One of the biggest losses (ok, changes) to our local culture was when 730 KKDA-AM was sold and switched over to a K-Pop format (from Soul 73 to Seoul 73!!!). The old station was really one of the last places that broadcast live Church services on Sunday AM. Not big churches and hi-tech broadcast, but itty-bitty 15 minute live blocks that sounded like they were being phoned in or something, really REALLY tiny congregations with some pretty non-mainstream addresses DEEP in the community. The station also would devote Sunday afternoons to Gospel records old and new, and had on-air prayer sessions with listeners and various ministers.

The Light Of The World Pentecostal Church, 2717 Carnation Ave, Fort Worth TX

 

 

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11 hours ago, Matthew said:

If you don't get the Pentecostal thing, you don't get Albert Ayler either!

My unbelieving European ass knows nothing about Pentecostalism, but I get Coltrane and Ayler just fine. But I will listen to these clips posted here later on Monday.

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2 hours ago, JSngry said:

I find almost any form of non-secular "religious" music of any continent incredible, as best as I can get to the root impulses of them. But Pentecostal/Sanctified/etc. music in particular....yes. Growing up as I have where/when  I have, even during Segregation, that vibe was something that was always there. And once integration began and people came to school on Monday who had been to church on Sunday...there was a different energy there (and also with White people as well, "Pentecostal" is not just a Black Thing in terms of religious direction). People who just get open and let "it" get all up inside themselves...it's a different energy, for sure.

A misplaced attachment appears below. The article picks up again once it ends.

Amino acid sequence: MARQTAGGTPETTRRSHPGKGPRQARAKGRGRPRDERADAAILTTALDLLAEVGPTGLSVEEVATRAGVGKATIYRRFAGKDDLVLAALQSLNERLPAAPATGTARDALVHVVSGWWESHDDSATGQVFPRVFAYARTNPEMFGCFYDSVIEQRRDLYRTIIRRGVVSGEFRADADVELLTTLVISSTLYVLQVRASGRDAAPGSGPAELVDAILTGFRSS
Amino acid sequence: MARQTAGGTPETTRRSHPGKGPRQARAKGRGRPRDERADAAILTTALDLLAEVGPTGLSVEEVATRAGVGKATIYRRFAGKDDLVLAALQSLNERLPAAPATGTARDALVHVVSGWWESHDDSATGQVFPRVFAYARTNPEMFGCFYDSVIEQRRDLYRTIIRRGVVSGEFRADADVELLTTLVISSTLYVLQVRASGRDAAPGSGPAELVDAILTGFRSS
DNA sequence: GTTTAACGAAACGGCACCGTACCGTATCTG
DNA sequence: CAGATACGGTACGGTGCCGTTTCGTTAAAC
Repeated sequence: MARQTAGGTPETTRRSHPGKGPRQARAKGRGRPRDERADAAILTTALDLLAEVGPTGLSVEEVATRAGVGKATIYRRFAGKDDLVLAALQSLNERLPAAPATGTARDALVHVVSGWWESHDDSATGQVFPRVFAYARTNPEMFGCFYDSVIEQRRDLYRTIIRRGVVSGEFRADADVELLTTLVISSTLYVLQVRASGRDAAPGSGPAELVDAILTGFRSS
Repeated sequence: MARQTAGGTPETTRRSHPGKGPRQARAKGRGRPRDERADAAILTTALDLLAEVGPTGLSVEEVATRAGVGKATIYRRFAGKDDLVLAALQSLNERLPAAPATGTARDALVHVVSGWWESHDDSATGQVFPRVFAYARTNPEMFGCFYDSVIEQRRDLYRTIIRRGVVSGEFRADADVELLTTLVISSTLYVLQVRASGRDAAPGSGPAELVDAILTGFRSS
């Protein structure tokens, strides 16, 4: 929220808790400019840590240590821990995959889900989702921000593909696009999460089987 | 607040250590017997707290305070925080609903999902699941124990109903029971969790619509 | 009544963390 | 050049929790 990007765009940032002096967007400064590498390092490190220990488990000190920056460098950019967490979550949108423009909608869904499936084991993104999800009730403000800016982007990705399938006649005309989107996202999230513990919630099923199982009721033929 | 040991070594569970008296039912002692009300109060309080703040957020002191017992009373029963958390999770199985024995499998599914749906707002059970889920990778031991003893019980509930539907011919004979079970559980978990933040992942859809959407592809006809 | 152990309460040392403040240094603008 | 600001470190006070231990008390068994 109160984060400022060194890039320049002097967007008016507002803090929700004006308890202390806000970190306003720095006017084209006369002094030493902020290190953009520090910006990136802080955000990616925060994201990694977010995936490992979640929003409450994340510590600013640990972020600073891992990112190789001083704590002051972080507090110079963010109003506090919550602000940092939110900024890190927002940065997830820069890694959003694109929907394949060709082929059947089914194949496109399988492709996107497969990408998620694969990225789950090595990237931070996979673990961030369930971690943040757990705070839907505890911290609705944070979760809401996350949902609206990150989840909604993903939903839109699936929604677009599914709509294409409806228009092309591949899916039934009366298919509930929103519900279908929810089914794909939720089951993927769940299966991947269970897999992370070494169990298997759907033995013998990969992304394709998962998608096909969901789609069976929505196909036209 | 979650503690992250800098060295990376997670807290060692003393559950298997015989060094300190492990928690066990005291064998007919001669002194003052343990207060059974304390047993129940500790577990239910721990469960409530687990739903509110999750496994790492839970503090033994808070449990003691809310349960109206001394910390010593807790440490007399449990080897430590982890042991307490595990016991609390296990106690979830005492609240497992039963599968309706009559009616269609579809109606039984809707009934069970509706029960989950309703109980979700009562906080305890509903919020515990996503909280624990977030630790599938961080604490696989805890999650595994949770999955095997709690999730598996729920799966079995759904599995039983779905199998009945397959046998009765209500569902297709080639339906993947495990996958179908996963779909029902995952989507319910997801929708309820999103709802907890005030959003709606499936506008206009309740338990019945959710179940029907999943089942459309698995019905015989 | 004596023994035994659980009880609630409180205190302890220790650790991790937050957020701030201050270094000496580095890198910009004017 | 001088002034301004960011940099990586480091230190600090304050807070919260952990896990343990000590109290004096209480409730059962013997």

One of the biggest losses (ok, changes) to our local culture was when 730 KKDA-AM was sold and switched over to a K-Pop format (from Soul 73 to Seoul 73!!!). The old station was really one of the last places that broadcast live Church services on Sunday AM. Not big churches and hi-tech broadcast, but itty-bitty 15 minute live blocks that sounded like they were being phoned in or something, really REALLY tiny congregations with some pretty non-mainstream addresses DEEP in the community. The station also would devote Sunday afternoons to Gospel records old and new, and had on-air prayer sessions with listeners and various ministers.

It's whole other big, big BIG world there, and that's just me as an outside observer. I think we miscast so much of this music if we evaluate it without some kind awareness of that world. Branford's statement rings true in sentiment, although rather than "data" and "sound". I think of it was "phonetics" and "meaning". Either way, though - information and communication through a language of music